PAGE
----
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Wednesday, Jan. 23, 2008 04:53 am

People's Poetry

Jacqueline Jackson presents

Untitled Document ecopoem #7 from a letter written to Jackie by her father, 1948
somebody caught a hoot owl yesterday and brought it into the office I tried to break its neck by walking completely around it but couldn’t quite twist it off
© Jacqueline Jackson 2008

Posttraumatic stress disorder is a new name for “shell shock,” a term once applied only to military veterans. Here the poet Marvin Bell describes a group of these emotionally damaged soldiers, gathered together for breakfast. I’d guess that just about everybody who reads this column has known one or two men like these.

Veterans of the Seventies
His army jacket bore the white rectangle of one who has torn off his name. He sat mute at the round table where the trip-wire veterans ate breakfast. They were foxhole buddies who went stateside without leaving the war. They had the look of men who held their breath and now their tongues. What is to say beyond that said by the fathers who bent lower and lower as the war went on, spines curving toward the ground on which sons sat sandbagged with ammo belts enough to make fine lace of enemy flesh and blood. Now these who survived, who got back in cargo planes emptied at the front, lived hiddenly in the woods behind fence wires strung through tin cans. Better an alarm than the constant nightmare of something moving on its belly to make your skin crawl with the sensory memory of foxhole living.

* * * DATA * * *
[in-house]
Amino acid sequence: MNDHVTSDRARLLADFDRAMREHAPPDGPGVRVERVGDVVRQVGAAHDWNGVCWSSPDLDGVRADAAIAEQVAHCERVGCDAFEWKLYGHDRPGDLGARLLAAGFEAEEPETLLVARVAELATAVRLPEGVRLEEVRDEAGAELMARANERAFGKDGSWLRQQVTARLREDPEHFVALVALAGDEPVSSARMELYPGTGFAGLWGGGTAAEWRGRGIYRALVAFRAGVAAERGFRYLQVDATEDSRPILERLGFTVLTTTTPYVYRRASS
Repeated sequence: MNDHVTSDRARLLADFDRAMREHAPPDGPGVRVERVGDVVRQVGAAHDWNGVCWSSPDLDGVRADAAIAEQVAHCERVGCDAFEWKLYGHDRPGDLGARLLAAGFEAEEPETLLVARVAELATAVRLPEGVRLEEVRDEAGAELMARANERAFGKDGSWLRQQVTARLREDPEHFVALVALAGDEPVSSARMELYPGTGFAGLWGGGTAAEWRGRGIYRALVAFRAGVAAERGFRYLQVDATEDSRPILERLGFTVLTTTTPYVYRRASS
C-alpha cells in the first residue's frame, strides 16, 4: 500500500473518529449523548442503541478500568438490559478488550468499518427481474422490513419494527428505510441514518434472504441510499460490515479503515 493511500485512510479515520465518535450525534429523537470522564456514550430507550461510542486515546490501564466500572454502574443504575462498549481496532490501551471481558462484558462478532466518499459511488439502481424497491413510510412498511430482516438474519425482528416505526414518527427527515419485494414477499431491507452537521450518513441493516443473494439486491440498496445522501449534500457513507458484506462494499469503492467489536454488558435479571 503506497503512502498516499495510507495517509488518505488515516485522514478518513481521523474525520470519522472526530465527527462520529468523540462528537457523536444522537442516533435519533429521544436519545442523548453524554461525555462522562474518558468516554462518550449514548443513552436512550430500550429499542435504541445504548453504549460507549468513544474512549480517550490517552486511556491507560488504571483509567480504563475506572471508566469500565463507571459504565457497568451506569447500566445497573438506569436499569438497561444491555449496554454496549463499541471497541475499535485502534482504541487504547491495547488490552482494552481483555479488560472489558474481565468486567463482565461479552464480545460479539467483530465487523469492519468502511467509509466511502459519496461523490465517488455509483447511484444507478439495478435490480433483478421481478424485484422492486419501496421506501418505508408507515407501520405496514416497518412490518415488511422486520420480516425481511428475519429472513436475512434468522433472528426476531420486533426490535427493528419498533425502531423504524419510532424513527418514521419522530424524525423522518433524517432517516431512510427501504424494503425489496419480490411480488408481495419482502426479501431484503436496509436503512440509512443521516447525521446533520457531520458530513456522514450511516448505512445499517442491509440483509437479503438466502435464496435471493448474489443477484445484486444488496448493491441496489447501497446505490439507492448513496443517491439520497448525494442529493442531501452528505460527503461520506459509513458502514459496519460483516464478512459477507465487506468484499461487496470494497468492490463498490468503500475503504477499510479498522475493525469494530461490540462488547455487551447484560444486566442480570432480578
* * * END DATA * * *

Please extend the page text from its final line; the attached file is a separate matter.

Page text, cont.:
Poem copyright ©  2007 by Marvin Bell, and reprinted from Mars Being Red (Copper Canyon Press, 2007). The poem first appeared in Gettysburg Review (Summer, 2007). American Life in Poetry is made possible by The Poetry Foundation, publisher of Poetry magazine. It is also supported by the Department of English at the University of Nebraska-Lincoln.

Ted Kooser served as the U.S. Poet Laureate from 2004-2006. For more information, go to www.americanlifeinpoetry.org.
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